Other aspects of formulas and database design also more important in QlikView as data volumes grow larger. The general solution is the same: make the application more efficient through tighter database and report design. So even though it’s true that you can often just load data into QlikView and work with it immediately, it’s equally true that very large or sophisticated applications may take some tuning to work effectively. In other words, QlikView is not pure magic (any result you want for absolutely no work), but it does deliver much more value for a given amount of work than conventional business intelligence systems. That’s more than enough to justify the system.

Interestingly, I haven’t found that the complexity or over-all size of a particular data set impacts QlikView performance. That is, removing tables which are not used in a particular query doesn’t seem to speed up that query, nor does removing fields from tables within the query. This probably has to do with QlikTech’s “associative” database design, which treats each field independently and connects related fields directly to each other. But whatever the reason, most of the performance slow-downs I’ve encountered seem related to processing requirements.

And, yes, there are some upper limits to the absolute size of a QlikView implementation. Two billions rows is one, although my impression (I could be wrong) is that could be expanded if necessary. The need to load data into memory is another limit: even though the 64-bit address space is effectively infinite, there are physical limits to the amount of memory that can be attached to Windows servers. (A quick scan of the Dell site finds a maximum of 128 GB.) This could translate into more input data, since QlikView does some compression. At very large scales, processing speed will also impose a limit . Whatever the exact upper boundary, it’s clear that no one will be loading dozens of terabytes into QlikView any time soon. It can certainly be attached a multi-terabyte warehouse, but would have to work with multi-gigabyte extracts. For most purposes, that’s plenty.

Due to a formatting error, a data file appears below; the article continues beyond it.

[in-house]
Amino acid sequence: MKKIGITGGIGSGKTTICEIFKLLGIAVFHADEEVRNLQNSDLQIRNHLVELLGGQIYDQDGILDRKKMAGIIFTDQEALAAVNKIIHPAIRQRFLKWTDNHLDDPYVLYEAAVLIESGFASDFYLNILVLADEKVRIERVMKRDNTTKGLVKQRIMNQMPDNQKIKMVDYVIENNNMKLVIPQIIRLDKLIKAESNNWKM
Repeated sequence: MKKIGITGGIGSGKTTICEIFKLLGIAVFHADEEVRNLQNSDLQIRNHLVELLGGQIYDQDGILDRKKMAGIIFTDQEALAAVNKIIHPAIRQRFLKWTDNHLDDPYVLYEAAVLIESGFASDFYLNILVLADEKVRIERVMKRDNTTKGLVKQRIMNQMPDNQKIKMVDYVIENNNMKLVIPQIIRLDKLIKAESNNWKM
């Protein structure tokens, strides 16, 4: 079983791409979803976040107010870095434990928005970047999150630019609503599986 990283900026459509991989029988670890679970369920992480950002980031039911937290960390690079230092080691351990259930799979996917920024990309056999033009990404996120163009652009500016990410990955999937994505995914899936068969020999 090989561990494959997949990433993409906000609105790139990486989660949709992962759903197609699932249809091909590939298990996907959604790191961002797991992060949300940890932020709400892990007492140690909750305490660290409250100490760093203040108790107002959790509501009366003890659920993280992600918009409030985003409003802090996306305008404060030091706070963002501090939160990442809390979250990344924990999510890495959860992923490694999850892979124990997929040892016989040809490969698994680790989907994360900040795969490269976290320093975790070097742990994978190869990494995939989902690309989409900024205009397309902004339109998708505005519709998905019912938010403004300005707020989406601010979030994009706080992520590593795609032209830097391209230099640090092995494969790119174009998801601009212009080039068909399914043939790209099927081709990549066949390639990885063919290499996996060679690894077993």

While I’m on the topic of scalability, let me repeat a couple of points I made in the comments on the August post. One addresses the notion that QlikTech can replace a data warehouse. This is true in the sense that QlikView can indeed load and join data directly from operational systems. But a data warehouse is usually more than a federated view of current operational tables. Most warehouses include data integration to link otherwise-disconnected operational data. For example, customer records from different systems often can only be linked through complex matching techniques because there is no shared key such as a universal customer ID. QlikView doesn’t offer that kind of matching. You might be able to build some of it using QlikView scripts, but you’d get better results at a lower cost from software designed for the purpose.

In addition, most warehouses store historical information that is not retained in operational systems. A typical example is end-of-month account balance. Some of these values can be recreated from transaction details but it’s usually much easier just to take and store a snapshot. Other data may simply be removed from operational systems after a relatively brief period. QlikView can act as a repository for such data: in fact, it’s quite well suited for this. Yet in such cases, it’s probably more accurate to say that QlikView is acting as the data warehouse than to say a warehouse is not required.

I hope this clarifies matters without discouraging anyone from considering QlikTech. Yes QlikView is a fabulous product. No it won’t replace your multi-terabyte data warehouse. Yes it will complement that warehouse, or possibly substitute for a much smaller one, by providing a tremendously flexible and efficient business intelligence system. No it won’t run itself: you’ll still need some technical skills to do complicated things on large data volumes. But for a combination of speed, power, flexibility and cost, QlikTech can’t be beat.


Unknown said...

Good article. How would you update it or maje it current? I am curious to hear your current impressions.

Alan Frutchey VP Technology

David Raab said...

2/14/09 - In general, I think the post is still pretty much accurate. QlikView has keeps working on its underlying engine, so memory use and calculation speed have improved a bit. There have also been some enhancements to make mass deployments easier, which is another aspect of scalability. Outside of QlikView itself, the cost/performance of 64-bit systems with very large amounts of memory has continued to improve.

Hope this helps.